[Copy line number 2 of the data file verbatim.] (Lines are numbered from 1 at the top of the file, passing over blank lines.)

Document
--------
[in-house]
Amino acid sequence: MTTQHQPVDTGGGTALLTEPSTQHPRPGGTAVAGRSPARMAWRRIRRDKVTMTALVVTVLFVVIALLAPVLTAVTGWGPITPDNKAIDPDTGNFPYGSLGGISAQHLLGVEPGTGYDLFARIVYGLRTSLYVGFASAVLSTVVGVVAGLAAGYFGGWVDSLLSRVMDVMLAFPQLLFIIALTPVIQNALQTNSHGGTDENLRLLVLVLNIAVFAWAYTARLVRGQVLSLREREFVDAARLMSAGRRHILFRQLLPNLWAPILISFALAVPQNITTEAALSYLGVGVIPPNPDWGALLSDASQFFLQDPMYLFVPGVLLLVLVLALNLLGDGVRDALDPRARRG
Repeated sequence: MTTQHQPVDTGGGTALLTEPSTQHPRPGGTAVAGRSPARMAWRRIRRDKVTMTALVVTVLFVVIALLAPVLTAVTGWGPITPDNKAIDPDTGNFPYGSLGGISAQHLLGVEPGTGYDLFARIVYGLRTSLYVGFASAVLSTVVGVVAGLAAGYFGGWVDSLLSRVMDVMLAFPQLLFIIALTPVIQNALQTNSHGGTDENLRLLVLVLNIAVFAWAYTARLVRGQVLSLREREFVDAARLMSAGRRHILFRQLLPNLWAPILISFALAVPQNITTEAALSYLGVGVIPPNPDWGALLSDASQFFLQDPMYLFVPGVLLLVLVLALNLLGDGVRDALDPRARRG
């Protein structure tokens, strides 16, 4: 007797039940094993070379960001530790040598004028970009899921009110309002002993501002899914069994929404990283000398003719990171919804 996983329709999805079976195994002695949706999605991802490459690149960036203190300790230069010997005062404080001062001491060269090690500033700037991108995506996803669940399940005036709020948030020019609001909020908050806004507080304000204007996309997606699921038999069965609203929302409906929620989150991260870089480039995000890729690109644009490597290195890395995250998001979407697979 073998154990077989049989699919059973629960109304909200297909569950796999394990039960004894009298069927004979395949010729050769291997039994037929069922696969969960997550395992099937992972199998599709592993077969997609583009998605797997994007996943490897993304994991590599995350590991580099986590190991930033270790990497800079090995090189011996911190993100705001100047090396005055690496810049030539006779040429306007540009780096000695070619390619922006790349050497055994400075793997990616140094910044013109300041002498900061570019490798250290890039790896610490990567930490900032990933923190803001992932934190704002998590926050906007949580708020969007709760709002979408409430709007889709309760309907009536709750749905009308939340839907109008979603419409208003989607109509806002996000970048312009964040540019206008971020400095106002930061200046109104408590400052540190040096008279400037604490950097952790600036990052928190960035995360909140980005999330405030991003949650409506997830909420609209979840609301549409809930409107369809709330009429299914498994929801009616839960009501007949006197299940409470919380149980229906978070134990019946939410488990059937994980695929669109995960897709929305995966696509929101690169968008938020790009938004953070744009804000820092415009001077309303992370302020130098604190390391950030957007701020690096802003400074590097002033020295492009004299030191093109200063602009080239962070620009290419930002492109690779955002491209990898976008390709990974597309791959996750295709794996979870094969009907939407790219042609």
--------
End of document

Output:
Amino acid sequence: MTTQHQPVDTGGGTALLTEPSTQHPRPGGTAVAGRSPARMAWRRIRRDKVTMTALVVTVLFVVIALLAPVLTAVTGWGPITPDNKAIDPDTGNFPYGSLGGISAQHLLGVEPGTGYDLFARIVYGLRTSLYVGFASAVLSTVVGVVAGLAAGYFGGWVDSLLSRVMDVMLAFPQLLFIIALTPVIQNALQTNSHGGTDENLRLLVLVLNIAVFAWAYTARLVRGQVLSLREREFVDAARLMSAGRRHILFRQLLPNLWAPILISFALAVPQNITTEAALSYLGVGVIPPNPDWGALLSDASQFFLQDPMYLFVPGVLLLVLVLALNLLGDGVRDALDPRARRG